Transcripts of the monetary policymaking body of the Federal Reserve from 2002–2008.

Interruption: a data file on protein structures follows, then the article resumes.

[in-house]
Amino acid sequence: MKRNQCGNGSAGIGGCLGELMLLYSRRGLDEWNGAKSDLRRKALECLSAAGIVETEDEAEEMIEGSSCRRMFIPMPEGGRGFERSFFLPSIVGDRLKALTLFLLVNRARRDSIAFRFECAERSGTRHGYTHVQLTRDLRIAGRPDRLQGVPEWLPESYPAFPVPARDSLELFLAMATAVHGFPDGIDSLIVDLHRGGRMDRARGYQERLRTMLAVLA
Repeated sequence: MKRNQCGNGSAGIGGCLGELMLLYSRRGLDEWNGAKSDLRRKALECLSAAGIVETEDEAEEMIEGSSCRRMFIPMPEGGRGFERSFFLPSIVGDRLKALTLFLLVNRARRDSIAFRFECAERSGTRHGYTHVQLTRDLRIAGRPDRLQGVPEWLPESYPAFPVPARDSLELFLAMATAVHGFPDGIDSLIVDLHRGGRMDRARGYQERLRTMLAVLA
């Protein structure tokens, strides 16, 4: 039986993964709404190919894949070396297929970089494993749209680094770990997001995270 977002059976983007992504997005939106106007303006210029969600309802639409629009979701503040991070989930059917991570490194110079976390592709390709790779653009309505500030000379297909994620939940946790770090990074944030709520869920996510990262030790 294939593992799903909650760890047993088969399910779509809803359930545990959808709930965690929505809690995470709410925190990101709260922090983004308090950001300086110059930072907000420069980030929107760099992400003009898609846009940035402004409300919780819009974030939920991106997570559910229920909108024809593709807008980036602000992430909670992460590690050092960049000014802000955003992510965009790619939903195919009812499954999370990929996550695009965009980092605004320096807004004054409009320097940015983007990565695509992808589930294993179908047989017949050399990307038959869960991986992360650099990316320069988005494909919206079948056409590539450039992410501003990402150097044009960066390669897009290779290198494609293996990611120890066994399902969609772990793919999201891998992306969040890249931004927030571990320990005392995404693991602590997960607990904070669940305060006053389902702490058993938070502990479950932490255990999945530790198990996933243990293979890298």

In past meetings I have expressed my misgivings about whether our strategy is going to bring inflation down fast enough. So I won’t belabor those again today. As I said earlier today, the inflation picture has, if anything, eroded a bit. So my misgivings remain. The outlook for real growth could conceivably weaken enough to alter my perspective on the fed funds rate, but that hasn’t happened yet. The data on manufacturing and nonresidential construction were marginally worse than expected, but they haven’t fundamentally altered my assessment nor, I take it, the assessment of many others that the current weakness is transitory rather than highly persistent. I still think the economy could theoretically handle a marginally higher fed funds rate. I’m also mindful of the apparently wide gap between the assessment of the market and what I believe to be the consensus around the table. In that context, I’m unwilling to signal that my concern about the trajectory of core inflation has diminished or to alter the general cast of the announcement regarding inflation. Thus, I favor alternative C. However, on the off chance that the Committee prefers alternative B, [laughter] I’d suggest that exhibit 5 is better than exhibit 4 on alternative B, section 2. I’d also associate myself with the views of Presidents Yellen and Minehan that alternative C, section 2, would be preferable to either. But I don’t even know if I have a say on that kind of thing. [Laughter]

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